What is Core Vocabulary and How Can it Help My Child?

Posted by Krystie Yeo on

The inability to communicate strikes all of us at some point in our life. Whether it's due to stress, embarrassment, or lack of sleep, it's sometimes difficult to put our thoughts into words.

For some children with special needs, this kind of communication block is present all the time. That's why it's so important to give your child simple but effective words that help them say what they need to at any given moment.

The best way to achieve this is by teaching your child a core vocabulary. If you're uncertain what this means or why it's so important, keep reading. We'll go into greater detail down below to give you all the tools you need to get started.

Understanding Core Vocabulary

Although there are over 1 million words in the English language, we only use a small percentage of that daily. It's possible to have entire in-depth conversations with only a handful of words.

The idea of a core vocabulary list takes this concept and narrows it down even further. It uses the base words we use every single day and scrubs away all the fluff until we're left with the most important words. 

These words are short and simple, such as go or stop, which makes them easy to learn and repeat. Added to their simplicity is their power to get a message across in a split-second. As your child gets used to this concept, a core vocabulary opens up the door to more intricate conversations in the future.

Why This Concept Is Important

Core words are useful tools that are easy to reinforce throughout normal day-to-day activities. They're easy to learn and easy to use, which makes general communication less stressful for the entire family.

Using a single core word or by combining two or three, your child will have the chance to say what is necessary at all times.

Even though this basic list of words is not expansive, each word is powerful in the way it gets its meaning across. Beginning to learn to communicate with a strong foundation like this makes learning more complicated sentences easier in the long run.

This idea isn't only important for your child. It's also important for you. With the core vocabulary approach, you'll learn how to communicate with your child in a way that never confuses him or her.

Examples of English Core Vocabulary Words

To show this idea even further, we'll go through a couple of examples of great starting core words. We'll also show ways that those words can be put into use in a variety of different activities and situations.

Stop

This word is one of the most powerful words a child can learn. Without the means to be expressive in an effective way, this word allows your child to protest against something.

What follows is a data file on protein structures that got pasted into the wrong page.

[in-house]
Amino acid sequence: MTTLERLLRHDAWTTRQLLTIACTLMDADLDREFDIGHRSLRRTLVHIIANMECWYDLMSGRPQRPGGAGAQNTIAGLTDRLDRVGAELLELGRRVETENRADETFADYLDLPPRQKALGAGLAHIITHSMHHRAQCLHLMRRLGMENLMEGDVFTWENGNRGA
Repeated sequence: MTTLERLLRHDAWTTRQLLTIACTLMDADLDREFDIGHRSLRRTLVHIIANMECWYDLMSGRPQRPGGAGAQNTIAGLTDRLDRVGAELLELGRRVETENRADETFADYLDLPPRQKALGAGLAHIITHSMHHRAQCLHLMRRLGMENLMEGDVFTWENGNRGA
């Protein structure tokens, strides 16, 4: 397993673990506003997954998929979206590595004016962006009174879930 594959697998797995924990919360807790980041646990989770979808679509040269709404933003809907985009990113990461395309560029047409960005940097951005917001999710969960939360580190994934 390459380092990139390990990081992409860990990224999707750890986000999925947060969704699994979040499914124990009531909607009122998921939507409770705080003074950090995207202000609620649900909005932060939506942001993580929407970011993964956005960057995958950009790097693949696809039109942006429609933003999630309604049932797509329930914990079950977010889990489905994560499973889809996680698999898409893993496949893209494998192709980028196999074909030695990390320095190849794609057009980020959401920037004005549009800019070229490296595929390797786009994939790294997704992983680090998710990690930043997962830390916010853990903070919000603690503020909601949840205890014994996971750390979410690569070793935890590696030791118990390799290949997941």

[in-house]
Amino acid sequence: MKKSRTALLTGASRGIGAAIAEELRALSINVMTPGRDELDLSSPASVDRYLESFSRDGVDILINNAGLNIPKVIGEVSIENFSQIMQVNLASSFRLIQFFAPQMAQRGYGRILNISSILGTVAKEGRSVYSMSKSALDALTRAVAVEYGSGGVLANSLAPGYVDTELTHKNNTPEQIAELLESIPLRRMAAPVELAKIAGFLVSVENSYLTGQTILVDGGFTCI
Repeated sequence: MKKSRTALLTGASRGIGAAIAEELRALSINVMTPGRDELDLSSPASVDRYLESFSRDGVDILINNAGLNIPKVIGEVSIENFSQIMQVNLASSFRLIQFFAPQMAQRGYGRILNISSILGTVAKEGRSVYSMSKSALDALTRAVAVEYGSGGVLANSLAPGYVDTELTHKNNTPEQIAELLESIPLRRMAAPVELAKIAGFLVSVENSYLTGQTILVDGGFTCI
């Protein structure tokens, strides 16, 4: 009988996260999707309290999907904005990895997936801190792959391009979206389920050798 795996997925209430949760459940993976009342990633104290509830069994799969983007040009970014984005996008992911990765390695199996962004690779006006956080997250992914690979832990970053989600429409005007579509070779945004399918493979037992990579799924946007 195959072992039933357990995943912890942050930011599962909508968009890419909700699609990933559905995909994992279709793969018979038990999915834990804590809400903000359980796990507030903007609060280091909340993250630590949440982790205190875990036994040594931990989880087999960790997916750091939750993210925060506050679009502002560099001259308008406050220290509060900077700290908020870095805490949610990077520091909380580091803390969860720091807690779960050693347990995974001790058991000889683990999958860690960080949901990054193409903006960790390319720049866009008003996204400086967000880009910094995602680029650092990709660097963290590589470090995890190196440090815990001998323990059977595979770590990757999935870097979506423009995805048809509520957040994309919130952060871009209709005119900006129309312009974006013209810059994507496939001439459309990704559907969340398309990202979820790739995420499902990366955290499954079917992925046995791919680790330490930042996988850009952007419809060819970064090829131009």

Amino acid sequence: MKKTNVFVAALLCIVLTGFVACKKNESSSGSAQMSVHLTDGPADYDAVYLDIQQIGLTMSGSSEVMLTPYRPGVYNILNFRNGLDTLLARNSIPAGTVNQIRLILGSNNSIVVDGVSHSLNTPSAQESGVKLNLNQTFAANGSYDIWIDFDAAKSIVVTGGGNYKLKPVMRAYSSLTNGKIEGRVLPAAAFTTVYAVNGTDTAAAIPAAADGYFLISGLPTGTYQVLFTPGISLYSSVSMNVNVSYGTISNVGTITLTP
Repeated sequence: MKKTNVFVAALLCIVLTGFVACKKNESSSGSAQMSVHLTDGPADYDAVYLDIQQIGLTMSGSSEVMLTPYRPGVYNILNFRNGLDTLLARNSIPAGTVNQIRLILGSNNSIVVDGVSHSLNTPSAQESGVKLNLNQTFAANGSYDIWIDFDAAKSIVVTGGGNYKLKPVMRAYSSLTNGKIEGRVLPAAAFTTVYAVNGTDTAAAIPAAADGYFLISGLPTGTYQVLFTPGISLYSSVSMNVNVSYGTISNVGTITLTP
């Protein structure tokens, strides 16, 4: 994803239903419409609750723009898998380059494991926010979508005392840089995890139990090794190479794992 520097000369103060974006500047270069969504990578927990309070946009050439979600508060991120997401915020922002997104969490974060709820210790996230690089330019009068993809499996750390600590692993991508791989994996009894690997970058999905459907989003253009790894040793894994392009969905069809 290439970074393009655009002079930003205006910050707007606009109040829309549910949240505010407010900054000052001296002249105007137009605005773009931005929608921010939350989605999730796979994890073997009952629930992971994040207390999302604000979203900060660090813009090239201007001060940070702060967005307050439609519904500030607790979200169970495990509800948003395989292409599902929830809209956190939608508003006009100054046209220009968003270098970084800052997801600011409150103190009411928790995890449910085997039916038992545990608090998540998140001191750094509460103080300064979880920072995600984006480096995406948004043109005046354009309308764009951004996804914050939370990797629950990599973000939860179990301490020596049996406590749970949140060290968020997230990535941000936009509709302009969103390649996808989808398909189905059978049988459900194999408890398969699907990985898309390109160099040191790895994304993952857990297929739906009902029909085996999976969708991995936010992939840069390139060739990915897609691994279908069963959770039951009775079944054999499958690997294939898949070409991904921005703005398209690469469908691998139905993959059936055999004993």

Many children rely on disruptive and even harmful means of protesting, but 'stop' gives them a better alternative. They'll have a way to tell you when they want to stop doing an activity and when they find something aggravating.

Go

In contrast to the previous word, this one allows for affirmation. It's easier to say than the word 'start', which makes it better for children beginning to learn communication.

With the help of this word, your child has the chance to let you know when they want to leave a place or when they want to start an activity. Swinging, running, and dancing can all start with the word 'go'.

Turning on music during a game is a great way to start learning the word 'go'. It allows your child to participate in fun games while still exercising their new core vocabulary words.

Get

This word is a versatile tool for any child to learn. It pairs up with other words in a natural way that allows for greater learning and vocabulary expansion, such as with 'get that' or 'get up'. It's also useful in a wide variety of different activities.

It helps your child learn how to request an item that's out of reach, and it gives them a way to ask for something specific. If they have a preferred toy, they'll let you know that they want to get that one in particular. It also allows your child to let others know when they need you, such as with 'get mom' or 'get dad'.

How to Start Teaching Your Child

Start by picking a few words that seem the most appropriate for your child's general activities. Choose words that will convey useful information for both you and your child during that activity.

Starting with single words is easiest. Use demonstrative actions that show the meaning of that word in a somewhat exaggerated but clear way so that your child understands and remembers. Then, have your child use the word on their own to get the result they want.

For example, keep turning up and down the volume of a radio, using the word 'up' and the word 'down' when you do so. Then have your child use those two words to tell you to change the volume of the radio.

This not only shows the core words in action, but it also gives your child a chance to use them so that they'll recall those words later on. Take care to monitor your child throughout the exercises. Whenever things get too stressful or frustrating, take a break and try again later.

Find ways to incorporate your core vocabulary list into normal activities and your child will become more comfortable with them every day.

Focusing On the Core Words Leads to Better Communication

By knowing a core vocabulary, you're giving your child a great foundation for better communication. Even knowing a few of these words helps out in countless situations.

If you've ever struggled to try and communicate with your child, try out some of these simple words. It takes determination from both you and your child to learn this different way of talking with one another, but it's well worth the effort.

Make sure to check out our core vocabulary resources to get you both off to a great start on this communication journey.

AdaptEd4SpecialEd

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